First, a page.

After the state rescued Nassau County 15 years ago, the very wealthy but highly taxed suburb seemed at a turning point. Now the county is again going down the wrong path. The members of the next legislature will bear much of the responsibility for steering Nassau back to the right course.
The county budget is in constant deficit, and is projected to stay that way for the foreseeable future. Neither County Executive Edward Mangano nor the current Republican majority and Democratic minority seem to have the ability to devise workable plans to fix it.
The county owes more than $3.5 billion. The state control board charged with overseeing its finances is threatening once again to seize the reins.More coverageRead all of Newsday's Nassau legislative picksMore coverageRead all of Newsday's 2015 endorsements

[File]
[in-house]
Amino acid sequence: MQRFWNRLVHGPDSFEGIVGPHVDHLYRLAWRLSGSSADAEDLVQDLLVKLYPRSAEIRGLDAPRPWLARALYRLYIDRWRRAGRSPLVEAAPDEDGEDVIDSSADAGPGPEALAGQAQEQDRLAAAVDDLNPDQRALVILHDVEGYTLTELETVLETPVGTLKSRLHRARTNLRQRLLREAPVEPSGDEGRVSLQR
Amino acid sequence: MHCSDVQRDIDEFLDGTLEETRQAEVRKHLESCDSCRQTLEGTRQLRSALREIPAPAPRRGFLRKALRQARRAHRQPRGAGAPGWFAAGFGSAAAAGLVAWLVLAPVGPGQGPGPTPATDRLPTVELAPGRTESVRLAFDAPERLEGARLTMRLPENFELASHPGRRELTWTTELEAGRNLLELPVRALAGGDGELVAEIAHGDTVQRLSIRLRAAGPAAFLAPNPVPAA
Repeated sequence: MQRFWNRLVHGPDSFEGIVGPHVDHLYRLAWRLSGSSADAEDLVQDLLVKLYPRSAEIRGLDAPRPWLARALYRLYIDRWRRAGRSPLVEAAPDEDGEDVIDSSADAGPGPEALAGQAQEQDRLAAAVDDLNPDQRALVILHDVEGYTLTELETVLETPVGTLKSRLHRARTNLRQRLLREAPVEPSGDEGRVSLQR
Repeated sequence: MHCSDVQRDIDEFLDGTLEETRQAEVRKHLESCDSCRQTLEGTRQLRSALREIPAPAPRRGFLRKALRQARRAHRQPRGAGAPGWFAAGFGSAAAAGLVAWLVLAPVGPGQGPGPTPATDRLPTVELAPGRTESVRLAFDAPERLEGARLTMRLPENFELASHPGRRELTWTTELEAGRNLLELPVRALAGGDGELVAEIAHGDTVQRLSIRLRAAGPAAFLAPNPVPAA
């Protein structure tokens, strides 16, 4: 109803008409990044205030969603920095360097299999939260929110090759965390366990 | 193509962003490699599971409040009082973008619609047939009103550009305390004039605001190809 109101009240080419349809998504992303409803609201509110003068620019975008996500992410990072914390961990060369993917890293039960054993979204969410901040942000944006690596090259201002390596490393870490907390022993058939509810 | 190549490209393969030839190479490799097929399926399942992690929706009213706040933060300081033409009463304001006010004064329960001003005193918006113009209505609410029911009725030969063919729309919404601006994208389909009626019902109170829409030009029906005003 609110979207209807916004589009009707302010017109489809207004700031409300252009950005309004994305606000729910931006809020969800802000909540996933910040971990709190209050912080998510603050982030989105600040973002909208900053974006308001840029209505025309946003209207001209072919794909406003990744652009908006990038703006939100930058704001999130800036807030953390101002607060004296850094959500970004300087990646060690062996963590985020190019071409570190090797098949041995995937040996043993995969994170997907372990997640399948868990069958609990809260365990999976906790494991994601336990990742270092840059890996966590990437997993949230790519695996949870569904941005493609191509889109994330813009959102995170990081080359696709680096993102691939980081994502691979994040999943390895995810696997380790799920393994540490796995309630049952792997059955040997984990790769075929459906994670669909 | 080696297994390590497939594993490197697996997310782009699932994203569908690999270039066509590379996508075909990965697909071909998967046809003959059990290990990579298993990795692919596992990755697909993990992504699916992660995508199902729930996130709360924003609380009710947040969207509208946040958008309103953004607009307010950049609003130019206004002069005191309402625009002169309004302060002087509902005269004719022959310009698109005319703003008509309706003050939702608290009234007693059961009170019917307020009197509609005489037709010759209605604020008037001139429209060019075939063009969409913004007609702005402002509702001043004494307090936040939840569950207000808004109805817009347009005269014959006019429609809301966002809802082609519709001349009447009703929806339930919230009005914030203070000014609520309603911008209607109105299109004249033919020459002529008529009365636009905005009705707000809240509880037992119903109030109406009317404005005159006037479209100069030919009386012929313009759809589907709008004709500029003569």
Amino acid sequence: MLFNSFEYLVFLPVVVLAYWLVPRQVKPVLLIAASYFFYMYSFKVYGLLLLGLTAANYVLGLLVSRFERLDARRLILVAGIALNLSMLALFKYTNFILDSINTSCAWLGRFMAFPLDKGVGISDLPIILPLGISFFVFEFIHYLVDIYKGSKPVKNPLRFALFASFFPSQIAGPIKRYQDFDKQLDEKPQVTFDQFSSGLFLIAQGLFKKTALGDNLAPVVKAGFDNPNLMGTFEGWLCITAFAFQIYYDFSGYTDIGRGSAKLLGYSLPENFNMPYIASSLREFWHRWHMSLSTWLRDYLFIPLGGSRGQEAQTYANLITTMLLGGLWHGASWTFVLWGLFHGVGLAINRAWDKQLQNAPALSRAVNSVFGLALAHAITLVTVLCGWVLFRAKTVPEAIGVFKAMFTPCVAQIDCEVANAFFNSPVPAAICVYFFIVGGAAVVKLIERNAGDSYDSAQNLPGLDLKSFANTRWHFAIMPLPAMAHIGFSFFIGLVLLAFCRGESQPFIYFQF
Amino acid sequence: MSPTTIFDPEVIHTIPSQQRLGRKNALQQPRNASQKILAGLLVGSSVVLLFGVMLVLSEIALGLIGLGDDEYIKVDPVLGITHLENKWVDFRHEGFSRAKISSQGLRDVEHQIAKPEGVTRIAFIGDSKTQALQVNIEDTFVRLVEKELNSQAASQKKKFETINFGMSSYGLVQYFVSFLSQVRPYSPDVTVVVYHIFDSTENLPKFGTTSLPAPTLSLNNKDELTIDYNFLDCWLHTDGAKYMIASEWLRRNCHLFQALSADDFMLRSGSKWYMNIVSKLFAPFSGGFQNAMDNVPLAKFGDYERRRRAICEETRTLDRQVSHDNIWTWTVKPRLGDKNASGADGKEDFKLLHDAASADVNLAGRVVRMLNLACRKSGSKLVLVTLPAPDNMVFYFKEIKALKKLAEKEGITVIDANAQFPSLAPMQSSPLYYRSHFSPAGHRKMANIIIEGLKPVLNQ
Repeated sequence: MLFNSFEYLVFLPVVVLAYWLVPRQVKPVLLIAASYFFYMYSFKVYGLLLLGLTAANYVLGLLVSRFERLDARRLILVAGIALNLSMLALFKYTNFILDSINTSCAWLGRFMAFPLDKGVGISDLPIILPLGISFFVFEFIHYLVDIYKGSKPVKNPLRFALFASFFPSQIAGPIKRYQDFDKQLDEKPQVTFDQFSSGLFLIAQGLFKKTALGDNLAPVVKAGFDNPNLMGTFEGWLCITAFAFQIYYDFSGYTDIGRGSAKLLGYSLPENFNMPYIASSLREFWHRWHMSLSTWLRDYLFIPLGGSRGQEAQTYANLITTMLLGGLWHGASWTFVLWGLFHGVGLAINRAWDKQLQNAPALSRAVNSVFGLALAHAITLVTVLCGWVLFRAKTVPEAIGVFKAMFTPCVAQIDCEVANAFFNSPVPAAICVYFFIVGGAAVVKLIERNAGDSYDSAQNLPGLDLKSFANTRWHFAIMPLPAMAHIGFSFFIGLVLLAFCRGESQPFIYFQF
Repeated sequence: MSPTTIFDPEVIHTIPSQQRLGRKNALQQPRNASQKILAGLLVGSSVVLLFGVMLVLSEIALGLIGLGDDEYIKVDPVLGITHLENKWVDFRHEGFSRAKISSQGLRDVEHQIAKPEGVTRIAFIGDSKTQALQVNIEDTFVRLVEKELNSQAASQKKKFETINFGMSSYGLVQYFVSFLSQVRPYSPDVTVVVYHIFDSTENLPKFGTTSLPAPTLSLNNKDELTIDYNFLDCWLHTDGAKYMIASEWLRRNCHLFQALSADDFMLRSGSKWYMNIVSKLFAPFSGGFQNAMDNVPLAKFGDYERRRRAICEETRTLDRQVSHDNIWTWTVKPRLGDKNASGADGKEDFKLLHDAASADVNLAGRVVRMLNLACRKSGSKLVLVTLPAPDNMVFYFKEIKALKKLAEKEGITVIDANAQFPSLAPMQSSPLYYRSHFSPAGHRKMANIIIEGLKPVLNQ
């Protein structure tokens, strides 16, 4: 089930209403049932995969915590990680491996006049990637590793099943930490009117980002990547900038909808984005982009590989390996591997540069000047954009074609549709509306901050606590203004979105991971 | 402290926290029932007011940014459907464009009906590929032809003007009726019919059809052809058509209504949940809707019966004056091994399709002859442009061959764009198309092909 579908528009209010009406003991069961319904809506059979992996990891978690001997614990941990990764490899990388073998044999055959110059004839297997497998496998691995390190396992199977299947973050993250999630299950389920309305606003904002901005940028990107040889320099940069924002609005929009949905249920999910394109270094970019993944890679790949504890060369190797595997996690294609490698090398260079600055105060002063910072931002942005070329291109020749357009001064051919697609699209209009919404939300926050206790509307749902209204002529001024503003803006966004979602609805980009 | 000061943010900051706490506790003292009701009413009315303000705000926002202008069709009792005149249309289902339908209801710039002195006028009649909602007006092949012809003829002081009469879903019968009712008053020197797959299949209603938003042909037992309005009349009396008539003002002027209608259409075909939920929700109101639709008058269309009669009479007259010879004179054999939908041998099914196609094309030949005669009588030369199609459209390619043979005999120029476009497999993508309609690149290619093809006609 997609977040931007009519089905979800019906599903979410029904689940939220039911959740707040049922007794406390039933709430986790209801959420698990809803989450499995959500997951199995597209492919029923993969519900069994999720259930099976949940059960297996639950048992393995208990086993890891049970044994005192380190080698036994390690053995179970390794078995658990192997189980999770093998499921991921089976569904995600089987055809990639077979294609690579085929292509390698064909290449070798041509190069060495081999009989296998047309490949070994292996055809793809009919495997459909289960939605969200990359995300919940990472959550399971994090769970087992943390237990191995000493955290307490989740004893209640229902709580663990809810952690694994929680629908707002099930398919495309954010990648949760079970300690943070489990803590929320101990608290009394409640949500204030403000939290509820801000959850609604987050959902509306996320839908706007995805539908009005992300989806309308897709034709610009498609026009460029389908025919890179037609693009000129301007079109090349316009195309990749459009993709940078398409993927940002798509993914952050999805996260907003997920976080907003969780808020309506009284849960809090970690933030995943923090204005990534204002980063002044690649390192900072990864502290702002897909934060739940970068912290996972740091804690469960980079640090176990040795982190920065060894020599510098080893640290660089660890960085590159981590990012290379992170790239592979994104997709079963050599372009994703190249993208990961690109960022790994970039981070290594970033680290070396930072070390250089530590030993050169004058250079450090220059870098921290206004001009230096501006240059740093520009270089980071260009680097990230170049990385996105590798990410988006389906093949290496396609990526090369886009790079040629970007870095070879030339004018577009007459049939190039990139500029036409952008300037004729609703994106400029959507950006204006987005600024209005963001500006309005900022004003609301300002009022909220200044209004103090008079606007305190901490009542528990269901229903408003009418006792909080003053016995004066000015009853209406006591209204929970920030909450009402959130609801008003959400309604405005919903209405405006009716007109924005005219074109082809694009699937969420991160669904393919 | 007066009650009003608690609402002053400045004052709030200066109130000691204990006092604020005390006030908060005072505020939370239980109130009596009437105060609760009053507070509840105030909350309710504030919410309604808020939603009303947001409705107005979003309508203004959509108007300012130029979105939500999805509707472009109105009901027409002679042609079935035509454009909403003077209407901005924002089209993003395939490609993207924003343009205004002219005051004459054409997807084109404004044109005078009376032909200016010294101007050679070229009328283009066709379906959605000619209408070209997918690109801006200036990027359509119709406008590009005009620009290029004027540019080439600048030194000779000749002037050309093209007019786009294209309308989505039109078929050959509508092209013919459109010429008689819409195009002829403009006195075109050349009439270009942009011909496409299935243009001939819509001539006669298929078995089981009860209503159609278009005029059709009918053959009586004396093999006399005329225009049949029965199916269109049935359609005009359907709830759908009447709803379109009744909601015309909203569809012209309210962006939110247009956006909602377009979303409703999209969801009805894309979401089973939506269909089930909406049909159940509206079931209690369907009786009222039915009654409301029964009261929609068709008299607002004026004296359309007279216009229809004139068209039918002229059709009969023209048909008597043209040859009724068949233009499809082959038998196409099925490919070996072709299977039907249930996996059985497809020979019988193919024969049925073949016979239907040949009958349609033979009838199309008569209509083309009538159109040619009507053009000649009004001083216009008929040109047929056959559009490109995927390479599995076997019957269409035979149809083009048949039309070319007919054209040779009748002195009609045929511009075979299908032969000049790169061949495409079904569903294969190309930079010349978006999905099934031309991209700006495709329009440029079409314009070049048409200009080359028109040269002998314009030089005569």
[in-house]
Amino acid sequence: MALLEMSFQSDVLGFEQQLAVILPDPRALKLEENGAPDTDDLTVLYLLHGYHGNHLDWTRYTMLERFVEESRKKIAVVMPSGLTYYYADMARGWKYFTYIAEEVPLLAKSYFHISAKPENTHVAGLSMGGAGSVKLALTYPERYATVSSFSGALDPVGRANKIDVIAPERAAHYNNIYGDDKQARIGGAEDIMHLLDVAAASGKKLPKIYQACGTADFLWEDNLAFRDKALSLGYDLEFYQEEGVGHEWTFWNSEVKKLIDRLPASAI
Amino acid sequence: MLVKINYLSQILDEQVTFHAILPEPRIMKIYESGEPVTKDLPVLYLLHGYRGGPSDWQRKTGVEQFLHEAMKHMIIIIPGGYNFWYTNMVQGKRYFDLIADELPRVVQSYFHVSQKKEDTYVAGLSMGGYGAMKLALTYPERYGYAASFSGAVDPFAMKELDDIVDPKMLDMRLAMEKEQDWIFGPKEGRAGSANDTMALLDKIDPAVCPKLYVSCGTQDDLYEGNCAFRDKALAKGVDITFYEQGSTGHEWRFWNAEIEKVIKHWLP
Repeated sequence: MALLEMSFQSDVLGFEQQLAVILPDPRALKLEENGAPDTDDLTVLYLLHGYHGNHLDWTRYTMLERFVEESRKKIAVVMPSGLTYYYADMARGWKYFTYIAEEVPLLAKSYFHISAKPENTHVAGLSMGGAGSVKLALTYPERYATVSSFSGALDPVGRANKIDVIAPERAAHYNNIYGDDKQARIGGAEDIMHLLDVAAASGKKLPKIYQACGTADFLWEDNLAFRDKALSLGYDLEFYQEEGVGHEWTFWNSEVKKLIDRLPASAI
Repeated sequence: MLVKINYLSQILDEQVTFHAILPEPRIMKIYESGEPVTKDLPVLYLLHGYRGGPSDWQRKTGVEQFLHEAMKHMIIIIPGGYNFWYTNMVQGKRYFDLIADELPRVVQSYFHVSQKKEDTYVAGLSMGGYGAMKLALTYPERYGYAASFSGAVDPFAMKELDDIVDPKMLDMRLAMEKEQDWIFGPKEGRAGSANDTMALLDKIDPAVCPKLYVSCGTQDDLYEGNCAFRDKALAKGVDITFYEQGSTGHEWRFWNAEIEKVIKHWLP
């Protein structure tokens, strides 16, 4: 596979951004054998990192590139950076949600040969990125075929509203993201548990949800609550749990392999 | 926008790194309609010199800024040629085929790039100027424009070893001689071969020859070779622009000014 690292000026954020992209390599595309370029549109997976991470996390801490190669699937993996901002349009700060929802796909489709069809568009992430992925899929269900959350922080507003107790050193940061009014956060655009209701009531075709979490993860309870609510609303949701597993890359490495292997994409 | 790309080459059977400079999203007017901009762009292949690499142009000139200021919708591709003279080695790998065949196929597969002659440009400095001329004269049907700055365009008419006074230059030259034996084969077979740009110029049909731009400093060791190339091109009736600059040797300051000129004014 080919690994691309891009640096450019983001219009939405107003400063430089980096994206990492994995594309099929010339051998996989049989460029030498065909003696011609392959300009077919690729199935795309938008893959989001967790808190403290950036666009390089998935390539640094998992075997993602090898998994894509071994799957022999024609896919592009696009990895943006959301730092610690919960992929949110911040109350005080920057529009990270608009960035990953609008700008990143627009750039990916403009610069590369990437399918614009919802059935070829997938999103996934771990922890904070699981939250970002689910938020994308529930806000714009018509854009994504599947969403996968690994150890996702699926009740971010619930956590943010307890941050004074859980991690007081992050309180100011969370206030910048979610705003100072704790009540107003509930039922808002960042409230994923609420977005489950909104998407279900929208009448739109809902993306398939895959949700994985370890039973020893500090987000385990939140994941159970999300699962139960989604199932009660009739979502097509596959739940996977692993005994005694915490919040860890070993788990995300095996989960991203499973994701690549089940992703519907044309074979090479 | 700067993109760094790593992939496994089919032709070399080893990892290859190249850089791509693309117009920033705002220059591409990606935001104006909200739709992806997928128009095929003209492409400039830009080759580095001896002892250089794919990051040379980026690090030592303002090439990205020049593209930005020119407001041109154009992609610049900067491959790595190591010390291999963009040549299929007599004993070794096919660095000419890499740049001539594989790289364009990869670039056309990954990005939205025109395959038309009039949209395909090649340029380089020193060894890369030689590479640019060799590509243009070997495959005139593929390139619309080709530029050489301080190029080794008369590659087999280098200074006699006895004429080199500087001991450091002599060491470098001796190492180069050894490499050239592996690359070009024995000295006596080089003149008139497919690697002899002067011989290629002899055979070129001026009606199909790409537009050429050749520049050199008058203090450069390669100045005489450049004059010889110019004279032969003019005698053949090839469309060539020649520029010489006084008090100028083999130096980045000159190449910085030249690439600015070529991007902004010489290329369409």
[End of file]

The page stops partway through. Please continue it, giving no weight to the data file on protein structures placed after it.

Nassau is mired in an opaque contracting process that has led to excessive patronage spending and reckless decision-making. The timid legislature must exercise its oversight authority, especially by holding hearings that reveal information and lead to better choices. New leadership and members bringing ideas and energy are needed.
Nassau County must find revenue to cover its mounting bills. Yet even after convincing Albany to give it permission to establish a video lottery casino, the county can't find a place to put it. And it needs to fund an ocean outfall pipe to stop the decades-long pollution of the western bays by its Bay Park sewage plant.
Please invest the time to know the candidates and their positions. Weary voters know there must be a better path. Choose legislators who can find it.